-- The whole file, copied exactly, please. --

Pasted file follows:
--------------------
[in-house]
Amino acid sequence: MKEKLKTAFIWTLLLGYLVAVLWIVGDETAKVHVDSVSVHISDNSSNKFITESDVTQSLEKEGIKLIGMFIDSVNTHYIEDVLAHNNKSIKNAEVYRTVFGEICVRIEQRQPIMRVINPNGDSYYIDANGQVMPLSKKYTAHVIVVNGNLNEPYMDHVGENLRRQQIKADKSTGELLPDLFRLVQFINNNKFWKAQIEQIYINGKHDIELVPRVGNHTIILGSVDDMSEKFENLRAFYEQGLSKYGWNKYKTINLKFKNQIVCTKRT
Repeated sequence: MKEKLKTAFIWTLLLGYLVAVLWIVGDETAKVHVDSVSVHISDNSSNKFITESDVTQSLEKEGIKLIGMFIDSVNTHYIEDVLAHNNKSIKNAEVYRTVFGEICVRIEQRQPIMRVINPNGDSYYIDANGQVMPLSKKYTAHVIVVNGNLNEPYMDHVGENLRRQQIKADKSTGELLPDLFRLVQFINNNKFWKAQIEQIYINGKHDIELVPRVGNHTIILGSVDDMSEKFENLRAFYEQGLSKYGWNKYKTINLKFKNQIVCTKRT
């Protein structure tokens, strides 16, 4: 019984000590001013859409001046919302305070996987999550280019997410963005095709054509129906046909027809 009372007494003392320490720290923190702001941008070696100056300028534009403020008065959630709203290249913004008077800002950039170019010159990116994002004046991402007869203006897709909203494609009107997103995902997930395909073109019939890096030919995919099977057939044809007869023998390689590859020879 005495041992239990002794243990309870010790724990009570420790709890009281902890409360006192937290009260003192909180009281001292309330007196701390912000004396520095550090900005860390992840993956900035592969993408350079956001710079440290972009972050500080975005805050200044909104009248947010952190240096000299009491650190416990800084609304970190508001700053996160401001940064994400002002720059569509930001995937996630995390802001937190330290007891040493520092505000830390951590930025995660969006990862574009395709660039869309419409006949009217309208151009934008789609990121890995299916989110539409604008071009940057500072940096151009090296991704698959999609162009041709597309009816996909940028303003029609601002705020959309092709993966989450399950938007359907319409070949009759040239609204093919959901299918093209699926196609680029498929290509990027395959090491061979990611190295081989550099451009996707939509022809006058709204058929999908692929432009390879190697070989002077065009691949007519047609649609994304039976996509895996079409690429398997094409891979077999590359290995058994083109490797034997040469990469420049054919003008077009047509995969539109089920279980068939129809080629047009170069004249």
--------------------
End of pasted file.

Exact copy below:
[in-house]
Amino acid sequence: MKEKLKTAFIWTLLLGYLVAVLWIVGDETAKVHVDSVSVHISDNSSNKFITESDVTQSLEKEGIKLIGMFIDSVNTHYIEDVLAHNNKSIKNAEVYRTVFGEICVRIEQRQPIMRVINPNGDSYYIDANGQVMPLSKKYTAHVIVVNGNLNEPYMDHVGENLRRQQIKADKSTGELLPDLFRLVQFINNNKFWKAQIEQIYINGKHDIELVPRVGNHTIILGSVDDMSEKFENLRAFYEQGLSKYGWNKYKTINLKFKNQIVCTKRT
Repeated sequence: MKEKLKTAFIWTLLLGYLVAVLWIVGDETAKVHVDSVSVHISDNSSNKFITESDVTQSLEKEGIKLIGMFIDSVNTHYIEDVLAHNNKSIKNAEVYRTVFGEICVRIEQRQPIMRVINPNGDSYYIDANGQVMPLSKKYTAHVIVVNGNLNEPYMDHVGENLRRQQIKADKSTGELLPDLFRLVQFINNNKFWKAQIEQIYINGKHDIELVPRVGNHTIILGSVDDMSEKFENLRAFYEQGLSKYGWNKYKTINLKFKNQIVCTKRT
């Protein structure tokens, strides 16, 4: 019984000590001013859409001046919302305070996987999550280019997410963005095709054509129906046909027809 009372007494003392320490720290923190702001941008070696100056300028534009403020008065959630709203290249913004008077800002950039170019010159990116994002004046991402007869203006897709909203494609009107997103995902997930395909073109019939890096030919995919099977057939044809007869023998390689590859020879 005495041992239990002794243990309870010790724990009570420790709890009281902890409360006192937290009260003192909180009281001292309330007196701390912000004396520095550090900005860390992840993956900035592969993408350079956001710079440290972009972050500080975005805050200044909104009248947010952190240096000299009491650190416990800084609304970190508001700053996160401001940064994400002002720059569509930001995937996630995390802001937190330290007891040493520092505000830390951590930025995660969006990862574009395709660039869309419409006949009217309208151009934008789609990121890995299916989110539409604008071009940057500072940096151009090296991704698959999609162009041709597309009816996909940028303003029609601002705020959309092709993966989450399950938007359907319409070949009759040239609204093919959901299918093209699926196609680029498929290509990027395959090491061979990611190295081989550099451009996707939509022809006058709204058929999908692929432009390879190697070989002077065009691949007519047609649609994304039976996509895996079409690429398997094409891979077999590359290995058994083109490797034997040469990469420049054919003008077009047509995969539109089920279980068939129809080629047009170069004249």